AT A GLANCE: Cougars (1-2) vs. Ducks (2-2)
6:30 p.m. PT
Martin Stadium (32,952)
Pac-12 Network, Pac-12 Washington, Pac-12 Oregon
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Oregon is favored by 1 point.
Washington State won 45-38 in Eugene in 2015.
Washington State trails 47-39-3.
MATT MOORE's PREDICTION:
Cougs 45, Ducks 40
THE DUCKS ON OFFENSE
QB Dakota Prukop: The Montana State transfer does everything well, he hasn’t yet shown himself to be the elite level playmaker Oregon has become accustomed to at the quarterback position. He does not have blazing speed nor a powerful arm, but he still has all the tools needed to run the offense. He has completed 67 percent of his throws this season for 1,041 yards and 8 scores, but that accuracy has come at limited range. The interception that sealed Colorado's upset was his first of the year.
RBs Royce Freeman, Taj Griffin, Tony Brooks-James and Kani Benoit: When he is healthy, Freeman is the best pure runner in the conference, but a minor knee injury kept him out against Colorado. He remains questionable this week -- but even if he is out, the Ducks have tremendous depth at running back. Through four games, the group has 873 rushing yards and 14 touchdowns. The Register Guard reported today that Freeman participated in Monday’s practice. Benoit, who missed portions of the CU game, did not participate on Monday.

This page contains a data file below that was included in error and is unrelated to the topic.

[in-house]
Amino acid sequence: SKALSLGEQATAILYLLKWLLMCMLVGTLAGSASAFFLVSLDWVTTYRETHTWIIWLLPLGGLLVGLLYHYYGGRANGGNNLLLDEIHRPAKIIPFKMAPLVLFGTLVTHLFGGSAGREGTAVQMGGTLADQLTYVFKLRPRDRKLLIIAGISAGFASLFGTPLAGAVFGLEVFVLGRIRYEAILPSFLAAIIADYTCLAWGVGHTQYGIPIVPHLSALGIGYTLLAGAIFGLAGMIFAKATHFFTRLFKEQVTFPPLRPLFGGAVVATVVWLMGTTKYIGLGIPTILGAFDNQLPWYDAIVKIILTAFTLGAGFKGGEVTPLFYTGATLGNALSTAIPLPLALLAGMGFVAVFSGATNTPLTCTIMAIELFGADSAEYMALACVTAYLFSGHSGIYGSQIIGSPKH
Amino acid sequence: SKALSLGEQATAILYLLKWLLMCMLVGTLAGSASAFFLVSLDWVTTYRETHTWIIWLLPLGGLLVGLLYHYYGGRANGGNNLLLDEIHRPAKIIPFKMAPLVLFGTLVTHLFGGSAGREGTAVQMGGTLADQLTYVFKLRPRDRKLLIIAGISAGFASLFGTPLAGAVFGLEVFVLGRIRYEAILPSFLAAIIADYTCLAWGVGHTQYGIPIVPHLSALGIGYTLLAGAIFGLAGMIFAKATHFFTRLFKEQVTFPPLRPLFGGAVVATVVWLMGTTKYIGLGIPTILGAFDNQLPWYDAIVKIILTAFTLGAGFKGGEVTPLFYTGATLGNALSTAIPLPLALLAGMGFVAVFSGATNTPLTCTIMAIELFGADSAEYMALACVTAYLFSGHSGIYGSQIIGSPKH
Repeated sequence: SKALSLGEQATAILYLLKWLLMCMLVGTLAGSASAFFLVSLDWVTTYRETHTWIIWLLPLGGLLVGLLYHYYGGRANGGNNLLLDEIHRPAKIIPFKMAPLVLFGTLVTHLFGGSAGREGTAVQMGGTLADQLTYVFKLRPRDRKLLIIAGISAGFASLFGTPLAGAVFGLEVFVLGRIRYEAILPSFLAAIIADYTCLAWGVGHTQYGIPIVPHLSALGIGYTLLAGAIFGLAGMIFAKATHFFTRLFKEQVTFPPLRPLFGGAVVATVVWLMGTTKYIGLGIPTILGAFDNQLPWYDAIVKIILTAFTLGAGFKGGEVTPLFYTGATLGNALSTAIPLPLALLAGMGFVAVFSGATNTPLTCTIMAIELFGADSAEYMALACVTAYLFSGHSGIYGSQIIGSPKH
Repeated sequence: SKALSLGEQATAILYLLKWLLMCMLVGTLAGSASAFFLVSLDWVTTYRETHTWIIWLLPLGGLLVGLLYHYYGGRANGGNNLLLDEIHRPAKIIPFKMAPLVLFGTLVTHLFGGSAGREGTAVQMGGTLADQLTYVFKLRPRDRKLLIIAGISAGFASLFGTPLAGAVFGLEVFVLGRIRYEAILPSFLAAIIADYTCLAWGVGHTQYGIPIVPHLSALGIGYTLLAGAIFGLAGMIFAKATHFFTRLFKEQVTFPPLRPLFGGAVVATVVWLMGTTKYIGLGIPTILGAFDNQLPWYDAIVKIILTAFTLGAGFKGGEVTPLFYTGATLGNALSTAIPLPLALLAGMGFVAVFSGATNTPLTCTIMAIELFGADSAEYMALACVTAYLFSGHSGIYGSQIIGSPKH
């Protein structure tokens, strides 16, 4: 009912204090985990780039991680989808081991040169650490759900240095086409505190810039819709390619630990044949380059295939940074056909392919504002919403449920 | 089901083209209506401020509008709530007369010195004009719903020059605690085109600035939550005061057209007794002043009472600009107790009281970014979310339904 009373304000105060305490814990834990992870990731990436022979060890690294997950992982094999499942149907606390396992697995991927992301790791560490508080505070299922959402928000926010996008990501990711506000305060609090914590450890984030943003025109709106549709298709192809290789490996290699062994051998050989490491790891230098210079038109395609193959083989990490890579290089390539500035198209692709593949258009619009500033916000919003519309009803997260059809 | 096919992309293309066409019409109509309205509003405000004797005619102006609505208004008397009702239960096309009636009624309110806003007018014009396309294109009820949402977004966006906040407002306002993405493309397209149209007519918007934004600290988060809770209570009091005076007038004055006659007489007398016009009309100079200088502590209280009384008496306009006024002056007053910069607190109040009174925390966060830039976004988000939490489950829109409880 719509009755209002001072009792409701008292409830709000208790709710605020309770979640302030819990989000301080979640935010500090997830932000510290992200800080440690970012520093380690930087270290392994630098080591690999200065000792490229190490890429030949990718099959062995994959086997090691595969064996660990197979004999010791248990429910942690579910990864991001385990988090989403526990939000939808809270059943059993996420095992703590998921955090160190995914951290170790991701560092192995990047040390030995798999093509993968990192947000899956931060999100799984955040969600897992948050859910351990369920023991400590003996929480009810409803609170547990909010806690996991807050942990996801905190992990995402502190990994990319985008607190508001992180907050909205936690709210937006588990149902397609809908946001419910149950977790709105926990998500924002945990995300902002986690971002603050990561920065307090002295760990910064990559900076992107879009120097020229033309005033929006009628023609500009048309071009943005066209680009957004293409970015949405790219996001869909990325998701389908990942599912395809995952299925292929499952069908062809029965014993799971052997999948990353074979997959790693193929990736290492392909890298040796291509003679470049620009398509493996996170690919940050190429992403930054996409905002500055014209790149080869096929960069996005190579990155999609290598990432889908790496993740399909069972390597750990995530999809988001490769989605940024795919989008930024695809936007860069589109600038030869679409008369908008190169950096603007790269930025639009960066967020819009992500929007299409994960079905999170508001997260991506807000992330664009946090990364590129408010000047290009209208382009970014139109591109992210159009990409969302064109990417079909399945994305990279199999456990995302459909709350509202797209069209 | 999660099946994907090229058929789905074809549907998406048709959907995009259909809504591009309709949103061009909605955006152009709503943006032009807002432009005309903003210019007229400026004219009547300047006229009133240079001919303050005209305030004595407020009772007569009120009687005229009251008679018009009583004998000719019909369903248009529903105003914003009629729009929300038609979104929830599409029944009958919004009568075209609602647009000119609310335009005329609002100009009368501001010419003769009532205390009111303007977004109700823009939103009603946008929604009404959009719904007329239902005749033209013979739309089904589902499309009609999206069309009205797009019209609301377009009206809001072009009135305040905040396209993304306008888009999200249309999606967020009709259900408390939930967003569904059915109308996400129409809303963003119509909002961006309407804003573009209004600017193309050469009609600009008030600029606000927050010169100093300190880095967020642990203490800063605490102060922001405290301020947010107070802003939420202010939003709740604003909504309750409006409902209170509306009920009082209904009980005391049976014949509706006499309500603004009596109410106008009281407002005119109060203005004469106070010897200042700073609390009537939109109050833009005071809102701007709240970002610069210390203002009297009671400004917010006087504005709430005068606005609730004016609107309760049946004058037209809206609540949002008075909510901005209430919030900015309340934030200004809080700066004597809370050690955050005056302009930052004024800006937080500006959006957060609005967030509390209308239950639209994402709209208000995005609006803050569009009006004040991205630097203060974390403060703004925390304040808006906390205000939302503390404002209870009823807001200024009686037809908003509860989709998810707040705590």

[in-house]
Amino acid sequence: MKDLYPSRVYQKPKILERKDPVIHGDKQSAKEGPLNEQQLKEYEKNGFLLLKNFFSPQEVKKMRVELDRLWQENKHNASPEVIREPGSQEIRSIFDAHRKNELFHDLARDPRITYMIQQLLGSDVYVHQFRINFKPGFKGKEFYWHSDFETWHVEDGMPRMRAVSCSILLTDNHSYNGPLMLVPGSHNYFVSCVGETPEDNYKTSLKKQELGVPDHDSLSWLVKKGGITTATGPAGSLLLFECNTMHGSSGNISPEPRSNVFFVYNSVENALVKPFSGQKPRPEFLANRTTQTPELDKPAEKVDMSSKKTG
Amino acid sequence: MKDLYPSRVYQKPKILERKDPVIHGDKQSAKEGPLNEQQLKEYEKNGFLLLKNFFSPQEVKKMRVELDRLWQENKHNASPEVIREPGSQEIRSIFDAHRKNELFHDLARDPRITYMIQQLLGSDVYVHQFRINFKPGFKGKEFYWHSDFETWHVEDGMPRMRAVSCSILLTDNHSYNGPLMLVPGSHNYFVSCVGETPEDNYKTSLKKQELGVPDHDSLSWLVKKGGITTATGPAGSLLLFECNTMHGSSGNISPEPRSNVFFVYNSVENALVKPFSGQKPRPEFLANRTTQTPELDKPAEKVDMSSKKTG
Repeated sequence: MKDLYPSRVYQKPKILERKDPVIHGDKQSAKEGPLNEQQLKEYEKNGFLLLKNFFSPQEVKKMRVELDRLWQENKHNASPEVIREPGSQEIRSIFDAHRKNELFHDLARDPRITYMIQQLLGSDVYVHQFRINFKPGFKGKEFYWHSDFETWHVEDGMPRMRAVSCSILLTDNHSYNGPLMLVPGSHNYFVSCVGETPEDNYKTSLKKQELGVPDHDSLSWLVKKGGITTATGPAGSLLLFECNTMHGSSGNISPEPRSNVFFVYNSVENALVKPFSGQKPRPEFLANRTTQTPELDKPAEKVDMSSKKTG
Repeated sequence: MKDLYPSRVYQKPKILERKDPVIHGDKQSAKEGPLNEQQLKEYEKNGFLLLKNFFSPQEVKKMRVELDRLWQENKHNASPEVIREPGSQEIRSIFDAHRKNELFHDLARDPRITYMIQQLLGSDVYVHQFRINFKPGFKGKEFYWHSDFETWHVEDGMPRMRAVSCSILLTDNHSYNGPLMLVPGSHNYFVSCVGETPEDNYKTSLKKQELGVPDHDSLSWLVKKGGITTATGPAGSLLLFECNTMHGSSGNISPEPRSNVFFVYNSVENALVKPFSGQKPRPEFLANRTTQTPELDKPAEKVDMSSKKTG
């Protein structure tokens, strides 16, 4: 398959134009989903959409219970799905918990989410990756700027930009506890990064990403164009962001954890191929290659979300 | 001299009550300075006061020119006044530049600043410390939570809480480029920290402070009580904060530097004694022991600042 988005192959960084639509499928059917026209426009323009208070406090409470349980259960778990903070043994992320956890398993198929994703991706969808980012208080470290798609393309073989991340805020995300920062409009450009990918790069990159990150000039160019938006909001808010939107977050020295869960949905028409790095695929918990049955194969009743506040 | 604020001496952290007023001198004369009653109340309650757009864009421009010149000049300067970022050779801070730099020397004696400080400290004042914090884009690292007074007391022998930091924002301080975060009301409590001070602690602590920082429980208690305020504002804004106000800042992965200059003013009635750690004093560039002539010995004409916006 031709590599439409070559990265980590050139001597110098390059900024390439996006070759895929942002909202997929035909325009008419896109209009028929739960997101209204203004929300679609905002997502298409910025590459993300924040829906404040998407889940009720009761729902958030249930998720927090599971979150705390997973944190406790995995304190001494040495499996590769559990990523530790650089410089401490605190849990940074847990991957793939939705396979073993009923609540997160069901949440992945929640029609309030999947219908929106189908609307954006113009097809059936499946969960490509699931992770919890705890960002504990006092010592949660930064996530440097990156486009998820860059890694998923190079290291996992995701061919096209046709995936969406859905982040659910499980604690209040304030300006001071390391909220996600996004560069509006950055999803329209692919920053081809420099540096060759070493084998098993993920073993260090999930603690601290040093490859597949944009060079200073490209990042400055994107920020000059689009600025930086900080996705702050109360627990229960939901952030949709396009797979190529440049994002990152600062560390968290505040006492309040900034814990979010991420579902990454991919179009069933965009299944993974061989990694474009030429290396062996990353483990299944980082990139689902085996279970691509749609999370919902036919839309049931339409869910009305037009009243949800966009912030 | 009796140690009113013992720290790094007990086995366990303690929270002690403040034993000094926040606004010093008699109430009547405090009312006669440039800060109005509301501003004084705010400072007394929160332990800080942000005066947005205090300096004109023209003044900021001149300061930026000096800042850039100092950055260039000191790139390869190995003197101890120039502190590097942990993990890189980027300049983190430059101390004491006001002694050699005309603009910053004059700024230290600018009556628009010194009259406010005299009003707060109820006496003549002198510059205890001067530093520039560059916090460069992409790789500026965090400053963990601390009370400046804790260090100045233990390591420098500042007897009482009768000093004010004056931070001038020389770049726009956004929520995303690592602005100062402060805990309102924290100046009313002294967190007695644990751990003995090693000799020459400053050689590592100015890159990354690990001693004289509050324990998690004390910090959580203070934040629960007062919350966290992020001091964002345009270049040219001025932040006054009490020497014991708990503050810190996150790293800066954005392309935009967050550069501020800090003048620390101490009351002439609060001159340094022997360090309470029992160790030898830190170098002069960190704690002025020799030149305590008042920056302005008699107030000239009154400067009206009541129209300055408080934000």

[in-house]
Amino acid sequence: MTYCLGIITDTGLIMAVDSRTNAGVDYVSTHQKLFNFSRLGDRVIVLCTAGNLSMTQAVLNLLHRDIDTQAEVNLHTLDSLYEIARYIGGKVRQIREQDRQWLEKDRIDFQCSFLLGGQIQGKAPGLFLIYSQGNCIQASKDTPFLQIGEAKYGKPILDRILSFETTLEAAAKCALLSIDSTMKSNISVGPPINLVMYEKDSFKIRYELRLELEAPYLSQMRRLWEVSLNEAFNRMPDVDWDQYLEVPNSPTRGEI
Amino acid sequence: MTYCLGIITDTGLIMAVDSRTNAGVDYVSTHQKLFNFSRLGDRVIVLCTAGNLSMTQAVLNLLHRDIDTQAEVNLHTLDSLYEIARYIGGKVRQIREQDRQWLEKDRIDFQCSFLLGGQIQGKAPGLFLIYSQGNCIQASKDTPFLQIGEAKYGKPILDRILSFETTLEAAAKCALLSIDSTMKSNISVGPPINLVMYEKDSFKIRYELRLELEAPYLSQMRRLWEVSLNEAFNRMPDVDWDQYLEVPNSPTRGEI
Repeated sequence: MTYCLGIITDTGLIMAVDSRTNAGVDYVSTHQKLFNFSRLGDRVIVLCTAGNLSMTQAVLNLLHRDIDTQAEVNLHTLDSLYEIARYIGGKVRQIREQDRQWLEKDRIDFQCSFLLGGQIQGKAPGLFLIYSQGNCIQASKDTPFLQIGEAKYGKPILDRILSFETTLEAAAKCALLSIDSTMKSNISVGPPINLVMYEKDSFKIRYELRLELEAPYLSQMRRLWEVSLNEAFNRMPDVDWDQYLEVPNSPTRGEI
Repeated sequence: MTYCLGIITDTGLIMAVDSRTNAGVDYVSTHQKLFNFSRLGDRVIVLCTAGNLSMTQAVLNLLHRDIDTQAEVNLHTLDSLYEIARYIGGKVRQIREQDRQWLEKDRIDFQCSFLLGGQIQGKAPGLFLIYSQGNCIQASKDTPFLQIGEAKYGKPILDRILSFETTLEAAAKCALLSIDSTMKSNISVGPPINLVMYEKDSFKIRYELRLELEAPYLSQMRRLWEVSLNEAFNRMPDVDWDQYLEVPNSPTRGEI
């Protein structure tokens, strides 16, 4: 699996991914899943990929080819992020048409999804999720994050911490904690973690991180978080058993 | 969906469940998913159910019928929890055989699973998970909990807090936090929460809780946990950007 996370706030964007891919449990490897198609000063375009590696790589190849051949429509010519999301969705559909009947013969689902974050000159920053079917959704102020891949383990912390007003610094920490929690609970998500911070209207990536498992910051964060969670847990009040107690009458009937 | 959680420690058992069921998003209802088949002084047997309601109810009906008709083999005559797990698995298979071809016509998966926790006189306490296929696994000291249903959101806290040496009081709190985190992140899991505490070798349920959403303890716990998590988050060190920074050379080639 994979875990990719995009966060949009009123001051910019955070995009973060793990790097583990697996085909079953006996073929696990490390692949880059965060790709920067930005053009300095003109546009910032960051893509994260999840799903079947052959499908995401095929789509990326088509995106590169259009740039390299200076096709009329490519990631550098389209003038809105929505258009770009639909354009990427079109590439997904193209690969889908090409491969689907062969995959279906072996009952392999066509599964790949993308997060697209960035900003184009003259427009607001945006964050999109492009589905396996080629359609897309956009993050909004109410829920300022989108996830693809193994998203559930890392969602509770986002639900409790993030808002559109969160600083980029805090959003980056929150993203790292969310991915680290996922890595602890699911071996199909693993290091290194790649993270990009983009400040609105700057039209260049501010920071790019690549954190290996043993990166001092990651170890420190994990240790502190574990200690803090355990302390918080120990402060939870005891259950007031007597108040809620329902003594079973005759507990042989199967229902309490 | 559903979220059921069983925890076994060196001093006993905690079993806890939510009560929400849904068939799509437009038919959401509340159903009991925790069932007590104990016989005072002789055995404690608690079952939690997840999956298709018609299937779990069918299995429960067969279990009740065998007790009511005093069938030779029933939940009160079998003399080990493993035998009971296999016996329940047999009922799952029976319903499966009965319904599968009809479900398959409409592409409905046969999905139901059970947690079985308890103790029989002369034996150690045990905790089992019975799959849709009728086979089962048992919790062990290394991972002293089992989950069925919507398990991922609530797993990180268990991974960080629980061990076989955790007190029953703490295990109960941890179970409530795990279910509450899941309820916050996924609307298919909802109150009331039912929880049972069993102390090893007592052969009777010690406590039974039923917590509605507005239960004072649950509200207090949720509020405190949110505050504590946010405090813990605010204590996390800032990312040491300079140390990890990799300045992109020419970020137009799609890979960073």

WRs Darren Carrington II and Dwayne Stanford: Injuries to Devon Allen and Pharroh Brown have limited Prukop's passing options, but he still has a pair of big targets on the outside. Oregon relies on them to create a deep threat so teams don't crowd the line of scrimmage.
The Ducks continue to operate the same offensive system that has led the conference in scoring every season of the Chip Kelly-Mark Helfrich era. They have some of the best skill position players in the conference, and still put up points in bunches. What has been different about the 2016 offensive attack has been the lack of an elite quarterback, plus inexperience on the offensive line. Injuries have forced the Ducks to start four freshmen on their o-line, and they are making typical freshman mistakes. Prukop is making the best of the situation, but he has not yet proved to be the kind of QB who can beat teams, on his own, in crunch time.